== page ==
When Massachusetts lawmakers passed a package of reforms to the state’s marijuana business laws over the summer, their intent seemed clear: To crack down on municipalities charging cannabis operators unjustified “impact” fees, which are ostensibly meant to offset the negative effects of a marijuana business.
But now, with the law scheduled to take effect next week, there is widespread disagreement over its implementation — and a likelihood that many cities and towns will for the time being continue to collect impact fees that exceed the new legal limits.
A few communities have even stopped approving new cannabis facilities until state regulators provide guidance.
“The law has had an ironic chilling effect, because no one knows what to do and no one wants to be the municipality that takes less money than everyone else,” said Lesley Hawkins, a lawyer at Prince Lobel who previously managed the Boston Cannabis Board. “Every lawyer in marijuana got calls the day that legislation was signed from clients wanting to go back and renegotiate their [local fees] right away . . . but I don’t think we’re going to see much change in the near future.”
The confusion stems in large part from the new law’s conspicuous silence on the status of hundreds of existing “host community agreements,” the contracts every marijuana firm must negotiate with local leaders before applying for a state license. Faced with pressure both from municipalities to explicitly preserve existing deals and from operators to reform them, the state Legislature did neither, essentially punting the question to the state Cannabis Control Commission.
Millions of dollars that have been flowing into local budgets across Massachusetts hinge on the agency’s answer; an industry-backed analysis earlier this year found licensed pot companies have paid cities and towns over $53 million in impact fees, with the money going toward a variety of initiatives, such as repaving roads and youth anti-drug programs.
Yet the commission is offering little guidance as it enters the year-long period lawmakers have given its five members to set a clear standard and process for reviewing the agreements. In a statement, a spokeswoman said operators and municipalities should consult their lawyers about the meaning of the new statute, while pledging that the commission would seek extensive input as it implements the reforms.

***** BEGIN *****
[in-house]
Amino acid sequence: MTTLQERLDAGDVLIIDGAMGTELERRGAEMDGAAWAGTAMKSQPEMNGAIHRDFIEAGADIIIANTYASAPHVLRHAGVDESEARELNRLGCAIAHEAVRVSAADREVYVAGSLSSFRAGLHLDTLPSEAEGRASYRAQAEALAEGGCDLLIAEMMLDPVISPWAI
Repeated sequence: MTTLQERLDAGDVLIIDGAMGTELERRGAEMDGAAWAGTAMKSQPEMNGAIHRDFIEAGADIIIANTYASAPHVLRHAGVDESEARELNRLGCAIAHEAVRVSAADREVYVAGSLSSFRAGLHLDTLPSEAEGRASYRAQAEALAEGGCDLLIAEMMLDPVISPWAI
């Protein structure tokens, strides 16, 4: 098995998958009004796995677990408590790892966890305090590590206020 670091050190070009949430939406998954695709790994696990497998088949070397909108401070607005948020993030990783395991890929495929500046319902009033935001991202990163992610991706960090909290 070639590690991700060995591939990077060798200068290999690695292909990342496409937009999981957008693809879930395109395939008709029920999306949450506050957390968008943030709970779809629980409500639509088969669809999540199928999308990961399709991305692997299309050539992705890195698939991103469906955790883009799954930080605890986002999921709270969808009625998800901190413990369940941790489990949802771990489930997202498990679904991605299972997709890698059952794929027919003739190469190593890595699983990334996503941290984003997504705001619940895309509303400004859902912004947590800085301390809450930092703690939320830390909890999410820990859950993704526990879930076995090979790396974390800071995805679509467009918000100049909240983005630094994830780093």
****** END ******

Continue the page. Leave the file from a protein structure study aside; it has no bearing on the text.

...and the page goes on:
In the meantime, some lawyers for cannabis operators are advising clients to begin withholding fee payments, citing a provision in the law that allows any marijuana company to sue its host municipality and recover fees and legal expenses if local officials cannot list specific harms.
Other attorneys, however, believe the new limits will be enforced only when a company applies for a new state license or the annual renewal of an existing one. Their clients are resigned to continuing to pay impact fees of up to 3 percent of their annual revenues — and sometimes even more, in the form of charitable donations and police details — until the commission finishes its work.
“There’s a strong argument that you shouldn’t pay until you have a compliant agreement,” said Adam Fine, an attorney for cannabis law firm Vicente Sederberg. “But whether or not clients actually want to do that is another question. They value their relationships with their municipalities, and there’s always a hesitancy to rock the boat.”
Municipalities, too, are divided in their interpretation.
A handful are already rewriting their host community agreements. The Boston Cannabis Board, for example, voted in October to stop imposing a 3 percent impact fee, a change the city said in a statement “is being made to come into compliance with state law.” And officials in Taunton last week approved a host community agreement for a new marijuana processing facility that omits the city’s earlier 3 percent impact fee, raising hopes among existing operators there that they can also stop paying.
“If we do impact the city in some way and they give us that specific breakdown, we’re more than willing to pay the cost,” said Philip Smith, the cofounder of edibles manufacturer and delivery firm Freshly Baked, which he said paid Taunton around $60,000 in impact fees last year. “But it’s really expensive to run a cannabis business, and just giving money away to municipalities is burdensome.”
Many local governments appear reluctant to back down, however. Geoff Beckwith, the executive director of the Massachusetts Municipal Association, suggested that agreements signed before the legal change may be entirely exempt.
“The state can’t interfere with existing contracts,” Beckwith wrote in a brief statement, adding, “attempts by the [cannabis commission] to do so would likely end up in court.”
Some communities have frozen their approval processes since the new law passed, citing uncertainty over host community agreements and another provision that requires cities and towns to consider equity in their local pot licensing schemes. They include Natick and Boston, which has not signed a host community agreement in several months. (Boston officials said last week they would resume doing so shortly.)
Blake Mensing, a marijuana attorney who is also applying for a retail license near South Station, said even Boston’s relatively brief pause was painful, costing his company tens of thousands of dollars in rent on an empty storefront. Still, he praised the city for proactively dropping its fees and said other communities should follow suit, arguing it was never legal for municipalities to generate revenue from a fee intended only to recoup demonstrable costs.
“It might seem reasonable for municipalities to say, ‘let’s wait and see,’ but that misses just how clear the law is and how expensive it is to keep these businesses afloat while you’re going through the application process,” Mensing said. “A six-month delay can completely kneecap a small business in this industry.”